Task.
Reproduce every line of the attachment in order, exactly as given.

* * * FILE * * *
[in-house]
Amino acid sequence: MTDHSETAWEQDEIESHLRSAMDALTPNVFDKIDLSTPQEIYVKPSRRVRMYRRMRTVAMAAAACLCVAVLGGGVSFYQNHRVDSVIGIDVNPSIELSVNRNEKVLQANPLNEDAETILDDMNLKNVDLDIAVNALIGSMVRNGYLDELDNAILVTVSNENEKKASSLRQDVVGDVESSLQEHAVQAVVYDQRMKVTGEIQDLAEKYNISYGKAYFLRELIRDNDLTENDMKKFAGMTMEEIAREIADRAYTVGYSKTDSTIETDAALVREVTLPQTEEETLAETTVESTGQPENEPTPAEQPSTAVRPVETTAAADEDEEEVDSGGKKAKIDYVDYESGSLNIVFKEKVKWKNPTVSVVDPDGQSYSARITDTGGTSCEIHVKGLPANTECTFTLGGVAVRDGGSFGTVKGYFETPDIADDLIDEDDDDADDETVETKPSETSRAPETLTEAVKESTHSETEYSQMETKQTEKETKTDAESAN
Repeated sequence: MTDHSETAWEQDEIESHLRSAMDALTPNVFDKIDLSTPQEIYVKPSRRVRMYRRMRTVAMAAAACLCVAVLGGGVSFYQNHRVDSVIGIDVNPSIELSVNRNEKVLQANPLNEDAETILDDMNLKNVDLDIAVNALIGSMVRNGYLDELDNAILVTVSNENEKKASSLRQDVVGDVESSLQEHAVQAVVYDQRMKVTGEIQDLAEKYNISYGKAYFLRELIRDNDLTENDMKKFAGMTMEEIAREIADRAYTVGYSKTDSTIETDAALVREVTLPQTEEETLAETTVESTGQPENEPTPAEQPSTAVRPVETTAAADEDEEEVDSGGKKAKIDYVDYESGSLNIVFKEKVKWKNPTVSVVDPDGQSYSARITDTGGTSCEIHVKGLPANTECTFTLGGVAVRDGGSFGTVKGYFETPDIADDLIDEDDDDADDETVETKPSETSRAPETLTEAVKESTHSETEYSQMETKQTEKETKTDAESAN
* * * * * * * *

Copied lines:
[in-house]
Amino acid sequence: MTDHSETAWEQDEIESHLRSAMDALTPNVFDKIDLSTPQEIYVKPSRRVRMYRRMRTVAMAAAACLCVAVLGGGVSFYQNHRVDSVIGIDVNPSIELSVNRNEKVLQANPLNEDAETILDDMNLKNVDLDIAVNALIGSMVRNGYLDELDNAILVTVSNENEKKASSLRQDVVGDVESSLQEHAVQAVVYDQRMKVTGEIQDLAEKYNISYGKAYFLRELIRDNDLTENDMKKFAGMTMEEIAREIADRAYTVGYSKTDSTIETDAALVREVTLPQTEEETLAETTVESTGQPENEPTPAEQPSTAVRPVETTAAADEDEEEVDSGGKKAKIDYVDYESGSLNIVFKEKVKWKNPTVSVVDPDGQSYSARITDTGGTSCEIHVKGLPANTECTFTLGGVAVRDGGSFGTVKGYFETPDIADDLIDEDDDDADDETVETKPSETSRAPETLTEAVKESTHSETEYSQMETKQTEKETKTDAESAN
Repeated sequence: MTDHSETAWEQDEIESHLRSAMDALTPNVFDKIDLSTPQEIYVKPSRRVRMYRRMRTVAMAAAACLCVAVLGGGVSFYQNHRVDSVIGIDVNPSIELSVNRNEKVLQANPLNEDAETILDDMNLKNVDLDIAVNALIGSMVRNGYLDELDNAILVTVSNENEKKASSLRQDVVGDVESSLQEHAVQAVVYDQRMKVTGEIQDLAEKYNISYGKAYFLRELIRDNDLTENDMKKFAGMTMEEIAREIADRAYTVGYSKTDSTIETDAALVREVTLPQTEEETLAETTVESTGQPENEPTPAEQPSTAVRPVETTAAADEDEEEVDSGGKKAKIDYVDYESGSLNIVFKEKVKWKNPTVSVVDPDGQSYSARITDTGGTSCEIHVKGLPANTECTFTLGGVAVRDGGSFGTVKGYFETPDIADDLIDEDDDDADDETVETKPSETSRAPETLTEAVKESTHSETEYSQMETKQTEKETKTDAESAN